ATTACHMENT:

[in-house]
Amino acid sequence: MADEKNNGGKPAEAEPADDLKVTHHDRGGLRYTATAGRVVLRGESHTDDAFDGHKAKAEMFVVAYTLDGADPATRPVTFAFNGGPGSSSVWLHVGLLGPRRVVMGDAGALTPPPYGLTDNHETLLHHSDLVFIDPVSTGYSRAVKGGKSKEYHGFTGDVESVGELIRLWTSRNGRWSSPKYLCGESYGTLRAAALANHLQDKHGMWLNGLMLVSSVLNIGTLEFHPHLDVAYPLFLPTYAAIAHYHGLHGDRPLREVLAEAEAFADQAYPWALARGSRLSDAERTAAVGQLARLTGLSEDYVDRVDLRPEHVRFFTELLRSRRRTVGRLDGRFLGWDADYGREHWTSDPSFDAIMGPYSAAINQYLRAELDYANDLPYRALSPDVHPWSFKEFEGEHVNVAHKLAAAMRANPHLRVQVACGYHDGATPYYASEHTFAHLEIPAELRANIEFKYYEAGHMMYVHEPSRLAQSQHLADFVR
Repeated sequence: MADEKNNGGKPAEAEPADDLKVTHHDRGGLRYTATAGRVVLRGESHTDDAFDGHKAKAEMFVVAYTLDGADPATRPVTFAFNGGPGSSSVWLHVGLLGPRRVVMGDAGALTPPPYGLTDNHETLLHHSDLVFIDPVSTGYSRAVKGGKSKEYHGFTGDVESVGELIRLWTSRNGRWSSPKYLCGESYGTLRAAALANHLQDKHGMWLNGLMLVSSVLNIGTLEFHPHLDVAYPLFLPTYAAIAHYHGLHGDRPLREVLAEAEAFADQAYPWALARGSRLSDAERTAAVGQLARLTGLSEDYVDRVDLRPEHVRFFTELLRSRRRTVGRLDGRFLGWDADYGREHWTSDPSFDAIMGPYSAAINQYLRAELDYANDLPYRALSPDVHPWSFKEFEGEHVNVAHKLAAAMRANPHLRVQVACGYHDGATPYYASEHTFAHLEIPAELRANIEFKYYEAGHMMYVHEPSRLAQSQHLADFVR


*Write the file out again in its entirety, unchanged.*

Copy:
[in-house]
Amino acid sequence: MADEKNNGGKPAEAEPADDLKVTHHDRGGLRYTATAGRVVLRGESHTDDAFDGHKAKAEMFVVAYTLDGADPATRPVTFAFNGGPGSSSVWLHVGLLGPRRVVMGDAGALTPPPYGLTDNHETLLHHSDLVFIDPVSTGYSRAVKGGKSKEYHGFTGDVESVGELIRLWTSRNGRWSSPKYLCGESYGTLRAAALANHLQDKHGMWLNGLMLVSSVLNIGTLEFHPHLDVAYPLFLPTYAAIAHYHGLHGDRPLREVLAEAEAFADQAYPWALARGSRLSDAERTAAVGQLARLTGLSEDYVDRVDLRPEHVRFFTELLRSRRRTVGRLDGRFLGWDADYGREHWTSDPSFDAIMGPYSAAINQYLRAELDYANDLPYRALSPDVHPWSFKEFEGEHVNVAHKLAAAMRANPHLRVQVACGYHDGATPYYASEHTFAHLEIPAELRANIEFKYYEAGHMMYVHEPSRLAQSQHLADFVR
Repeated sequence: MADEKNNGGKPAEAEPADDLKVTHHDRGGLRYTATAGRVVLRGESHTDDAFDGHKAKAEMFVVAYTLDGADPATRPVTFAFNGGPGSSSVWLHVGLLGPRRVVMGDAGALTPPPYGLTDNHETLLHHSDLVFIDPVSTGYSRAVKGGKSKEYHGFTGDVESVGELIRLWTSRNGRWSSPKYLCGESYGTLRAAALANHLQDKHGMWLNGLMLVSSVLNIGTLEFHPHLDVAYPLFLPTYAAIAHYHGLHGDRPLREVLAEAEAFADQAYPWALARGSRLSDAERTAAVGQLARLTGLSEDYVDRVDLRPEHVRFFTELLRSRRRTVGRLDGRFLGWDADYGREHWTSDPSFDAIMGPYSAAINQYLRAELDYANDLPYRALSPDVHPWSFKEFEGEHVNVAHKLAAAMRANPHLRVQVACGYHDGATPYYASEHTFAHLEIPAELRANIEFKYYEAGHMMYVHEPSRLAQSQHLADFVR